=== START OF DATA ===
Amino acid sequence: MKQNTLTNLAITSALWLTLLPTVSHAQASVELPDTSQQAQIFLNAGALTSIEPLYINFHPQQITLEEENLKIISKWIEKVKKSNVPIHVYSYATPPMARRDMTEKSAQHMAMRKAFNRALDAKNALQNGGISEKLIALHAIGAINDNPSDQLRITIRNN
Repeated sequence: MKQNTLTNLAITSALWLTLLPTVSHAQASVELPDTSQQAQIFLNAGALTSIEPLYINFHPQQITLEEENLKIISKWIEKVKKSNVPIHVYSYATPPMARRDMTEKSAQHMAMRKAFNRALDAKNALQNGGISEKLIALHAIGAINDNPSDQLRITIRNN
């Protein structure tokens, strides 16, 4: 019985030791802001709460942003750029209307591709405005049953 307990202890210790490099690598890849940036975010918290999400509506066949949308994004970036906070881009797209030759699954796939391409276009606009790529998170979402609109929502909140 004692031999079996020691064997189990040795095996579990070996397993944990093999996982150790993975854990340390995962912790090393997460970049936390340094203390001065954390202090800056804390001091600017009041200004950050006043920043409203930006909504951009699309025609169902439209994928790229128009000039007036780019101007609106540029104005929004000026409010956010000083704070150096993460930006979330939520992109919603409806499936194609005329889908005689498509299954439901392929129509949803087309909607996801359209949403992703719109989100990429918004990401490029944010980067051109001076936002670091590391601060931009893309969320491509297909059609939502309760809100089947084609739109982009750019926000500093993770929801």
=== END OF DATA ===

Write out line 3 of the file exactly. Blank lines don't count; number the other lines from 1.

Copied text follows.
């Protein structure tokens, strides 16, 4: 019985030791802001709460942003750029209307591709405005049953 307990202890210790490099690598890849940036975010918290999400509506066949949308994004970036906070881009797209030759699954796939391409276009606009790529998170979402609109929502909140 004692031999079996020691064997189990040795095996579990070996397993944990093999996982150790993975854990340390995962912790090393997460970049936390340094203390001065954390202090800056804390001091600017009041200004950050006043920043409203930006909504951009699309025609169902439209994928790229128009000039007036780019101007609106540029104005929004000026409010956010000083704070150096993460930006979330939520992109919603409806499936194609005329889908005689498509299954439901392929129509949803087309909607996801359209949403992703719109989100990429918004990401490029944010980067051109001076936002670091590391601060931009893309969320491509297909059609939502309760809100089947084609739109982009750019926000500093993770929801």